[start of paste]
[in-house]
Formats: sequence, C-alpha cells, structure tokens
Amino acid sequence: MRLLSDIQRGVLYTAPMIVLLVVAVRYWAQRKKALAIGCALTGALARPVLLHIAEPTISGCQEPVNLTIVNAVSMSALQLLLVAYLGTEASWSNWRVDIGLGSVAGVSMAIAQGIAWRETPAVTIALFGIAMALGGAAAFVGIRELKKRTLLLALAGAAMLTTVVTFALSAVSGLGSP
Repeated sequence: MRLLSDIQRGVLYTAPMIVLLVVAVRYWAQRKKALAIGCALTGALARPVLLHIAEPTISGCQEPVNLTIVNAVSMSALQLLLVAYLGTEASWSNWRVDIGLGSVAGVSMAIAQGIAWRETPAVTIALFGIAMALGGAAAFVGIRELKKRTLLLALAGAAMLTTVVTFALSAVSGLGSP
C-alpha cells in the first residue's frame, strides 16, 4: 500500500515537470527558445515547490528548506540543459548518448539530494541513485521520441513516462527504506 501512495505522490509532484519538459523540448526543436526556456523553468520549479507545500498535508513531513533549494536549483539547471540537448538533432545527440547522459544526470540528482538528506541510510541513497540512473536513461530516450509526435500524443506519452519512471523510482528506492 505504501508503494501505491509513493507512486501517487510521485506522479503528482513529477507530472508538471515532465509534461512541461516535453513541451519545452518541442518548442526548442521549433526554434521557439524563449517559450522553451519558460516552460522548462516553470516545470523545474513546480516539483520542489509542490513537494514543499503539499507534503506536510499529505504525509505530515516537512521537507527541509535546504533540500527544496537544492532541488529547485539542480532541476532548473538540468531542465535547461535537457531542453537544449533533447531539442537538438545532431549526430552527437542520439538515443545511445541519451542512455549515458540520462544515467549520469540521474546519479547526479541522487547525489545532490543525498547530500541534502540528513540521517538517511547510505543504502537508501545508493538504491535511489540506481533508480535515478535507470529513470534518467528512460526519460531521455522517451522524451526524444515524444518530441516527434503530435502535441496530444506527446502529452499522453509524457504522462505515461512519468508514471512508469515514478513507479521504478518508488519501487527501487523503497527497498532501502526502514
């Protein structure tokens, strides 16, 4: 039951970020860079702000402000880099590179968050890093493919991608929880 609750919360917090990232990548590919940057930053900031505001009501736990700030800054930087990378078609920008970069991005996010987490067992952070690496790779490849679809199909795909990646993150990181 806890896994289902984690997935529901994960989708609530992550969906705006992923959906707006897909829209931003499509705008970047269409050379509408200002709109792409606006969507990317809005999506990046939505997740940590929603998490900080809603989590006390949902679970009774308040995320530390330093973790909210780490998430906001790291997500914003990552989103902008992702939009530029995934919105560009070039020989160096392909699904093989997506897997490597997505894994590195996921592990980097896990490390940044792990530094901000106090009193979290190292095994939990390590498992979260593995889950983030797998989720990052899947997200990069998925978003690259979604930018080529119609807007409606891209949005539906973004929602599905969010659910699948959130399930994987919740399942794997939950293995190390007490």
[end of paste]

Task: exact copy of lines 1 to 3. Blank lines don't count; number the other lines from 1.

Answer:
[in-house]
Formats: sequence, C-alpha cells, structure tokens
Amino acid sequence: MRLLSDIQRGVLYTAPMIVLLVVAVRYWAQRKKALAIGCALTGALARPVLLHIAEPTISGCQEPVNLTIVNAVSMSALQLLLVAYLGTEASWSNWRVDIGLGSVAGVSMAIAQGIAWRETPAVTIALFGIAMALGGAAAFVGIRELKKRTLLLALAGAAMLTTVVTFALSAVSGLGSP